In Texas, some of the biggest complaints have been the lack of organization of the rollout process from the state and the local governments. Communication for people is far and beyond one of the biggest complaints that we're hearing about. We are seeing a lot of people who will get the first dose, and then they don't hear anything about getting the second dose, or they're not being followed up with as quickly as they thought.

Jennifer Titus: WTSP, Tampa, Fla.

I think in Florida, and probably all across the country really, it's been that the demand just outweighs the supply. So, people qualify to get this vaccine, they think they're going to get it, and then they go to book an appointment and those appointments just aren't there. And of course, we're covering the story where these sites can do up to 2,000 vaccines a day. But when you talk to them and ask them, "Well, are you doing that? Do you have the vaccine, the supply to do that?" They're like, "Well, no, we don't." So, that's the issue that we're dealing with, that we still don't have the supply, that demand is still outweighing the supply.

Cristin Severance: KGW, Portland Ore.

So, you know, the governor prioritized teachers ahead of seniors. Some other states said, "Yes, we want teachers to get the vaccine," but Oregon really said, "Teachers are going to come first, even though seniors are dying the most from COVID." Gov. Brown put teachers first, that has been the biggest complaint, by far. It's unfair because it pits the seniors against teachers, but that's just the way it is. I mean, that's who she decided to vaccinate. That's really been the center of a lot of complaints. 

Also, you talk about equity, Oregon talks a lot about equity. They created this 27-member panel. Their entire goal was to figure out how to roll this out in a fair way and how to make sure these underrepresented communities would get the vaccine. With 27 people meeting once a week to decide this, as you can imagine, it didn't really work. It was a lot of talk, they had some good ideas, but they really had no power. So, that's very on par with Oregon, where we talk a lot about these things, but really at the end of the day, there's no direct action to make sure that the vaccine is in fact equitable.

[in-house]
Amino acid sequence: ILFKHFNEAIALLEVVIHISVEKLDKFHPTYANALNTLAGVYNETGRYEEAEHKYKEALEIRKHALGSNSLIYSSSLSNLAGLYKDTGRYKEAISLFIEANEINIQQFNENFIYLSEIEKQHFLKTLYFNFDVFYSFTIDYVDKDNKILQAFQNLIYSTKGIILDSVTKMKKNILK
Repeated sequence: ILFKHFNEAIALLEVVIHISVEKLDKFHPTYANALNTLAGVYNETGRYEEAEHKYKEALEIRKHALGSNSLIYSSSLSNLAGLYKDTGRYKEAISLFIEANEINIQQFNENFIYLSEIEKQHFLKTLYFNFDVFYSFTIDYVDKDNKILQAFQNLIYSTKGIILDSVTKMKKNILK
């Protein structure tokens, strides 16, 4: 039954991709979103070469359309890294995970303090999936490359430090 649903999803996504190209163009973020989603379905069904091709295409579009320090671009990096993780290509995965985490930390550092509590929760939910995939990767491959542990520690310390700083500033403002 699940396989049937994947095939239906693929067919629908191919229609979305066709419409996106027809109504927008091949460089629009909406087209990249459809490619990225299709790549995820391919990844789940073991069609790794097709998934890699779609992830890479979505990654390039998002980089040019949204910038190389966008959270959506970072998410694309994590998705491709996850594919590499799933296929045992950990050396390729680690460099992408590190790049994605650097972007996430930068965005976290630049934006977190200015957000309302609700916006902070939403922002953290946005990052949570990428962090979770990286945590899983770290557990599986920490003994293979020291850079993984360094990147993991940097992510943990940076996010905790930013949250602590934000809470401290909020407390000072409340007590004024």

Chris Vanderveen: KUSA, Denver, Colorado

I think here in Colorado, there's lots and lots of demand and not nearly enough supply. And that hasn't changed for a number of weeks. A lot of people want to get the vaccine, which is a good thing at the end of the day. The supply just simply hasn't gotten up to where the public wants it to be.

Another issue that certainly is being raised here in Colorado is just the disproportionate angle. When it comes to vaccine distribution, I'm just looking at Denver numbers right now, people who identify as Hispanic or Latino made up close to 50 percent of all cases in the city and county of Denver. Roughly one out of every two cases in the city and county of Denver was Hispanic or Latino, yet they've only made up 9.1 percent of the vaccine distribution. 

That's a problem for the city. That's a problem for the state. It is not going out equitably. And that is something that city leaders and state leaders are trying to address right now. They know they have a problem on their hands, but they simply have not been able to roll this out in a fair and equitable way, across the board. And that's something that people are noticing here in Colorado.

Mike Duffy: ABC 10, Sacramento, California

I just want to say this: Why now? Why are we just thinking about these problems, now? We knew that these vaccines were being developed a year ago. Why weren't we running war games like the Pentagon would about what could possibly happen? None of these seemed outlandish. None of these seem far-fetched. We knew all of these could be problems. So, I keep asking people to answer this question and frankly, I don't get a good answer. The best I ever hear is that "well, the previous administration didn't have a clear direction and so, we didn't know what to do." But to me, that's just lacking imagination.